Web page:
Rebecca faced her own challenges, too. “The biggest challenge is people not thinking I know what I am talking about because I am a woman. Know your trade. I was never afraid to get my hands dirty. I was always reading and listening to others in the trade. Customers are always saying ‘Wow, you know what you are talking about,’ or ‘We really appreciate your advice and help.'”

How You Can Celebrate Women in Construction

On average, women in the U.S. earn 82.9 percent of what men make. The gender pay gap is significantly smaller in construction occupations, with women earning on average 95.5 percent of what men make.

In addition to their pay, opportunities for women in construction are on the rise. To showcase these opportunities, NAWIC holds WIC Week™ or Women in Construction Week™.

This annual event celebrates and promotes the role of women in the construction industry. NAWIC held the first WIC Week in 1998. It has grown and expanded each year since. Many of NAWIC’s local chapters hold WIC Week events, which include presentations to high school classes, job site tours, luncheons, and virtual events.

There are two NAWIC chapters in Arizona; Phoenix #98 and Tucson #122. Both chapters will hold WIC Week events in their respective communities.

This year’s theme, “Keys to the Future,” celebrates “the strength and knowledge of women and the vital role they play in shaping the future of the construction industry.”

WIC Week 2024 will be March 3-9, 2024.

If you are interested in a career in construction or would like to share the opportunity with a young woman looking at her career choices, visit NAWIC National’s, Phoenix Chapter’s, and Tucson Chapter’s websites.

Not all construction jobs are with a construction company. Before joining us in 2017, our staff writer, Susan Stein Kregar, managed multiple construction associations. She and Rosie knew each other from their work on the Arizona Registrar of Contractors Industry Advisory Council. She also served as president of NAWIC Tucson in 2021-22.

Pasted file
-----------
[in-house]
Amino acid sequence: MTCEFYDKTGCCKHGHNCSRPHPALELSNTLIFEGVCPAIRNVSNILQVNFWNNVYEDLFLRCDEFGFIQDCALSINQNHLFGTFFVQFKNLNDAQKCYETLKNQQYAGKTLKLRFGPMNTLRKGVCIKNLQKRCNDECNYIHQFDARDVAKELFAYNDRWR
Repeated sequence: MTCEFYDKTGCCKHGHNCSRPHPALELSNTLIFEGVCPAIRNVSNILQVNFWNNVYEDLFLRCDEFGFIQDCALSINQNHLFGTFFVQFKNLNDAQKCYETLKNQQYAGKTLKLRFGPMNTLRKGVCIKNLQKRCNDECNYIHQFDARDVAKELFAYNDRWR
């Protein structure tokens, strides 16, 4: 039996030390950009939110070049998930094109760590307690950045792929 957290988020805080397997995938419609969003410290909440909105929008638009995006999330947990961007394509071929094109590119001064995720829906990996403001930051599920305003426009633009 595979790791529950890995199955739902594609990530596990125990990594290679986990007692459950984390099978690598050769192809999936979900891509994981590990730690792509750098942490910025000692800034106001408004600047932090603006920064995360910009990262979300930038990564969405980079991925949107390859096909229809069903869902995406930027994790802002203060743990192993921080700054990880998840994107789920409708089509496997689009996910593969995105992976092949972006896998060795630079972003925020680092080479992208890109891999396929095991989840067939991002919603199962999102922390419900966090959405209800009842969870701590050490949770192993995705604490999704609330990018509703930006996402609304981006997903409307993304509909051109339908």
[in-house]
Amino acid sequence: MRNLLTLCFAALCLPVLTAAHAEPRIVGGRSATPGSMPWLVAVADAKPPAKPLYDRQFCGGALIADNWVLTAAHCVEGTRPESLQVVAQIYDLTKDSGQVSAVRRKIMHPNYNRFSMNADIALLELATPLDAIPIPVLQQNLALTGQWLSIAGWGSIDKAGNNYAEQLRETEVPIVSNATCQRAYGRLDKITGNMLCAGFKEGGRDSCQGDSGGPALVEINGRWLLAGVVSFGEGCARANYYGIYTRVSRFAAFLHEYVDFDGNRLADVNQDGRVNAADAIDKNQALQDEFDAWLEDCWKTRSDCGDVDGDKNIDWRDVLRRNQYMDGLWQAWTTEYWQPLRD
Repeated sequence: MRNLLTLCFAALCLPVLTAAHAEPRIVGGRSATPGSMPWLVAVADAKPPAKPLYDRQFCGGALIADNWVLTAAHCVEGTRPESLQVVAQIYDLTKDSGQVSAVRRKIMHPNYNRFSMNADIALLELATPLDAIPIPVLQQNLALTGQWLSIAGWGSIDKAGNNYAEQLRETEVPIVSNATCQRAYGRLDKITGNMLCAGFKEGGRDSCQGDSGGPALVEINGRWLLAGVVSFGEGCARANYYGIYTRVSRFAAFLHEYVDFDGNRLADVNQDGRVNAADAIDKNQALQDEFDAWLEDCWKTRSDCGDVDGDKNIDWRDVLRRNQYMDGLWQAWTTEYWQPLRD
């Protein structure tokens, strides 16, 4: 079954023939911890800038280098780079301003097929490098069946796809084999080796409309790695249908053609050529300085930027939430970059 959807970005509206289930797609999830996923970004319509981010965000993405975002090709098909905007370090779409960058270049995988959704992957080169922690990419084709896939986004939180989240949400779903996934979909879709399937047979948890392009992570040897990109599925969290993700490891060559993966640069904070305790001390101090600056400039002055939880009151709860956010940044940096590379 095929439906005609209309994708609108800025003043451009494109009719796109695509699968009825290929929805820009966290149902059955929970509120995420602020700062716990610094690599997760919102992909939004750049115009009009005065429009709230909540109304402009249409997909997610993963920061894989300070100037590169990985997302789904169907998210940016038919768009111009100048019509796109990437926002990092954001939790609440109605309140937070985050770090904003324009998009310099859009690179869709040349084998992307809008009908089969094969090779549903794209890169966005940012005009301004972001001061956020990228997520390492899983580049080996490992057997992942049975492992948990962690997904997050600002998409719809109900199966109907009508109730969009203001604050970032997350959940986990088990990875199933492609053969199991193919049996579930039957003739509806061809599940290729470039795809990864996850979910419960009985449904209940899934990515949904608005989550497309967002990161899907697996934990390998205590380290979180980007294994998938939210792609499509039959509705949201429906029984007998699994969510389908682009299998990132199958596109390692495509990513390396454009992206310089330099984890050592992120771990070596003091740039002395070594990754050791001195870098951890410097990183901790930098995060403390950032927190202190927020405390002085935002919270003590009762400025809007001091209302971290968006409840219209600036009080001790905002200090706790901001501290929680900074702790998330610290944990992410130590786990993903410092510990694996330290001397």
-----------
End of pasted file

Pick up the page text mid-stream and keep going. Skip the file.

A long time ago Rosie was seeking a female, bilingual superintendent for Rosie Right | Design. Build. Remodel. A Rosie on the House long-time listener led him to Sefora. The listener called to collect his referral fee. They are still negotiating the payment terms.

Sefora offers this advice to young women considering a career in construction. “Don’t be afraid to try it. If you have the slightest interest or passion for construction, don’t think that construction is not for you just because you’re a female. Dream big, have a positive attitude, and put your learning ability to work. Give it a try. Allow yourself to make mistakes, and don’t think of them as failures. Yesterday’s mistakes made me who I am today, and I hope you can say that too.”

Rebecca enthusiastically adds, “Do what you love and never work!”

Join Rosie on the House every Saturday morning from 8 a.m.-11 a.m. on KTAR News 92.3. If you’d like to send us questions or comments, email Follow us on Twitter and “Like” us on Facebook. For more do-it-yourself tips, go to An Arizona home building and remodeling industry expert since 1988, Rosie Romero is the host of the syndicated Saturday morning Rosie on the House radio program. Call 888-767-4348 with questions & comments.

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Women break barriers in construction: Surge in numbers and leadership roles